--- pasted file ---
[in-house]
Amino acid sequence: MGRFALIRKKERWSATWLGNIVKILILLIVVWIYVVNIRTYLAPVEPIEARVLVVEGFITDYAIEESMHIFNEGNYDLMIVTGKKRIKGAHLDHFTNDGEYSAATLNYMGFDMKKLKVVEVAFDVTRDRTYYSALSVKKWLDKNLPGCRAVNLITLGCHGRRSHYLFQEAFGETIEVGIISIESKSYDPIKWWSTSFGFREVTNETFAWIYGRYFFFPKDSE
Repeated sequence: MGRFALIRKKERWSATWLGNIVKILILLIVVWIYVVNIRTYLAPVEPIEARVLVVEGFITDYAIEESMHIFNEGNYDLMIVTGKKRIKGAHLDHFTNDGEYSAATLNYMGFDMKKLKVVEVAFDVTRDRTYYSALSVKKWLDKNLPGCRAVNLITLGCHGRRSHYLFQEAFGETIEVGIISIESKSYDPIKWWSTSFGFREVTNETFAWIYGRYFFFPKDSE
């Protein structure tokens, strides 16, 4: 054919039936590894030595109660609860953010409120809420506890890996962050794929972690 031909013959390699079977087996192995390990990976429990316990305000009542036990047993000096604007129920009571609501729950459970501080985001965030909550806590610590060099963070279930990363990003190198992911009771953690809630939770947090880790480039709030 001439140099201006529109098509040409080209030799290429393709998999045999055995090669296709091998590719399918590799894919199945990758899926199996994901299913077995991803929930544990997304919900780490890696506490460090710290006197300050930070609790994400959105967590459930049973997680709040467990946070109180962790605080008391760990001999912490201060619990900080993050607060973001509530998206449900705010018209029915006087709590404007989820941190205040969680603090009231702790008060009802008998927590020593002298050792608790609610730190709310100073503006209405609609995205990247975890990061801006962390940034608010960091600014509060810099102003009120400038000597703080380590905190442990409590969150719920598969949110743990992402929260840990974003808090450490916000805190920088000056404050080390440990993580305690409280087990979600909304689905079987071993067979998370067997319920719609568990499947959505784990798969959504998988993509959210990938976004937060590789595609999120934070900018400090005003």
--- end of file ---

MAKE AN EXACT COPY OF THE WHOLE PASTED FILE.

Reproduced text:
[in-house]
Amino acid sequence: MGRFALIRKKERWSATWLGNIVKILILLIVVWIYVVNIRTYLAPVEPIEARVLVVEGFITDYAIEESMHIFNEGNYDLMIVTGKKRIKGAHLDHFTNDGEYSAATLNYMGFDMKKLKVVEVAFDVTRDRTYYSALSVKKWLDKNLPGCRAVNLITLGCHGRRSHYLFQEAFGETIEVGIISIESKSYDPIKWWSTSFGFREVTNETFAWIYGRYFFFPKDSE
Repeated sequence: MGRFALIRKKERWSATWLGNIVKILILLIVVWIYVVNIRTYLAPVEPIEARVLVVEGFITDYAIEESMHIFNEGNYDLMIVTGKKRIKGAHLDHFTNDGEYSAATLNYMGFDMKKLKVVEVAFDVTRDRTYYSALSVKKWLDKNLPGCRAVNLITLGCHGRRSHYLFQEAFGETIEVGIISIESKSYDPIKWWSTSFGFREVTNETFAWIYGRYFFFPKDSE
């Protein structure tokens, strides 16, 4: 054919039936590894030595109660609860953010409120809420506890890996962050794929972690 031909013959390699079977087996192995390990990976429990316990305000009542036990047993000096604007129920009571609501729950459970501080985001965030909550806590610590060099963070279930990363990003190198992911009771953690809630939770947090880790480039709030 001439140099201006529109098509040409080209030799290429393709998999045999055995090669296709091998590719399918590799894919199945990758899926199996994901299913077995991803929930544990997304919900780490890696506490460090710290006197300050930070609790994400959105967590459930049973997680709040467990946070109180962790605080008391760990001999912490201060619990900080993050607060973001509530998206449900705010018209029915006087709590404007989820941190205040969680603090009231702790008060009802008998927590020593002298050792608790609610730190709310100073503006209405609609995205990247975890990061801006962390940034608010960091600014509060810099102003009120400038000597703080380590905190442990409590969150719920598969949110743990992402929260840990974003808090450490916000805190920088000056404050080390440990993580305690409280087990979600909304689905079987071993067979998370067997319920719609568990499947959505784990798969959504998988993509959210990938976004937060590789595609999120934070900018400090005003």